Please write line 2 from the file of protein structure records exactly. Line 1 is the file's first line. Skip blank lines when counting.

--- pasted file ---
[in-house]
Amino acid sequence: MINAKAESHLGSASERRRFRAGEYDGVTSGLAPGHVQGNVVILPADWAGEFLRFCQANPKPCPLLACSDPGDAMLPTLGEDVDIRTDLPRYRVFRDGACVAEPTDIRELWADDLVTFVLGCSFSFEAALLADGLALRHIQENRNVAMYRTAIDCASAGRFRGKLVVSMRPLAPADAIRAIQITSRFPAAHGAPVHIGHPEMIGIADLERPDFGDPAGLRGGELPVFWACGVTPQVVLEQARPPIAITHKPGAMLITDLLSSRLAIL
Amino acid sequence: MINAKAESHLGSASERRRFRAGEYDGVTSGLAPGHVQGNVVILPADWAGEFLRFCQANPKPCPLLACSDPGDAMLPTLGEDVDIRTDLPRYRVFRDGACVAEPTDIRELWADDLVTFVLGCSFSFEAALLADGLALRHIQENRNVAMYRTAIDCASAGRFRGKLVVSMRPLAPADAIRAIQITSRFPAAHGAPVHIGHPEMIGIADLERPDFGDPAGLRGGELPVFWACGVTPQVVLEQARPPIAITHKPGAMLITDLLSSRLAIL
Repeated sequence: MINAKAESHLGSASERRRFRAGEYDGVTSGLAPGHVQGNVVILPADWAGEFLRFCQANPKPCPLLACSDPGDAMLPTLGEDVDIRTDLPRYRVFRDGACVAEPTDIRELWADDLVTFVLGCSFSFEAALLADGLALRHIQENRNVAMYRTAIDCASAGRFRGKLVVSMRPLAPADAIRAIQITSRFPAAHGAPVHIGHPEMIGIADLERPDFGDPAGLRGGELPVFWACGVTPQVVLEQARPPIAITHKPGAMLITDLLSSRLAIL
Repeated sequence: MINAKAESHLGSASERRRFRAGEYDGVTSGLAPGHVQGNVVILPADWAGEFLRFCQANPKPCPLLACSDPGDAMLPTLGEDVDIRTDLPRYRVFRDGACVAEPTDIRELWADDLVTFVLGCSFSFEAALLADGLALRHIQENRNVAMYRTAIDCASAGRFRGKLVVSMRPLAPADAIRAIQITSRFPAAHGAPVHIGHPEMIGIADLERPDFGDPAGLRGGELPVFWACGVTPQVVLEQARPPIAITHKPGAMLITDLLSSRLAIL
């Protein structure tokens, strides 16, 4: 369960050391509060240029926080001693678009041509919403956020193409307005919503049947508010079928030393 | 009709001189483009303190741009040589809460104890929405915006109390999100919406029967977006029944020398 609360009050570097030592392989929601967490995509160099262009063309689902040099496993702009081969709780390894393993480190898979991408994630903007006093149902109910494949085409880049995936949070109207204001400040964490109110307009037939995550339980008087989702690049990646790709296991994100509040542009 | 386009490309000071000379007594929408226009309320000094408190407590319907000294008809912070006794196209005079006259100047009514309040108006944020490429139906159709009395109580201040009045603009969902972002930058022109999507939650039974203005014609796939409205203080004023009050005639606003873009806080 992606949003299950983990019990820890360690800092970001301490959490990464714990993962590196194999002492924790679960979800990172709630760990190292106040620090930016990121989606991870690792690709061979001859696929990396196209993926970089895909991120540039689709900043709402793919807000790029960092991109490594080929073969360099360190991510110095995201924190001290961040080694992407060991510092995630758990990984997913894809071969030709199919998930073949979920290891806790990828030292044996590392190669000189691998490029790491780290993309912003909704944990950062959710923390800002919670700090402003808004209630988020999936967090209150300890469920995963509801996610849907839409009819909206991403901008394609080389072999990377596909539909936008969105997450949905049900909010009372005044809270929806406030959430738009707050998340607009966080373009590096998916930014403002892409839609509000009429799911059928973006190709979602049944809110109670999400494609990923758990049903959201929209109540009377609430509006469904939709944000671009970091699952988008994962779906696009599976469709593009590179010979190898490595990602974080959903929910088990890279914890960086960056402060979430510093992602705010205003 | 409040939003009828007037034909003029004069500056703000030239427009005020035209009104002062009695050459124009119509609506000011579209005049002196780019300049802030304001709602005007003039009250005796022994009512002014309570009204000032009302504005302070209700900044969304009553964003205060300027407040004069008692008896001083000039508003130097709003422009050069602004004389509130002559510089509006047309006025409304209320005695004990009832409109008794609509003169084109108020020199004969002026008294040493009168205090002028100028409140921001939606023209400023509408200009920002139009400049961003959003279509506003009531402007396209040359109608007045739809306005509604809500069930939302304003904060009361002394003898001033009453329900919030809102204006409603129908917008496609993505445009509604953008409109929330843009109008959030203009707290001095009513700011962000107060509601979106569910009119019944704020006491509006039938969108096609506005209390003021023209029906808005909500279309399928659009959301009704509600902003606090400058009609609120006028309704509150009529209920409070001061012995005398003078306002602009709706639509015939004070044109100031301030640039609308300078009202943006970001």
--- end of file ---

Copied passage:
Amino acid sequence: MINAKAESHLGSASERRRFRAGEYDGVTSGLAPGHVQGNVVILPADWAGEFLRFCQANPKPCPLLACSDPGDAMLPTLGEDVDIRTDLPRYRVFRDGACVAEPTDIRELWADDLVTFVLGCSFSFEAALLADGLALRHIQENRNVAMYRTAIDCASAGRFRGKLVVSMRPLAPADAIRAIQITSRFPAAHGAPVHIGHPEMIGIADLERPDFGDPAGLRGGELPVFWACGVTPQVVLEQARPPIAITHKPGAMLITDLLSSRLAIL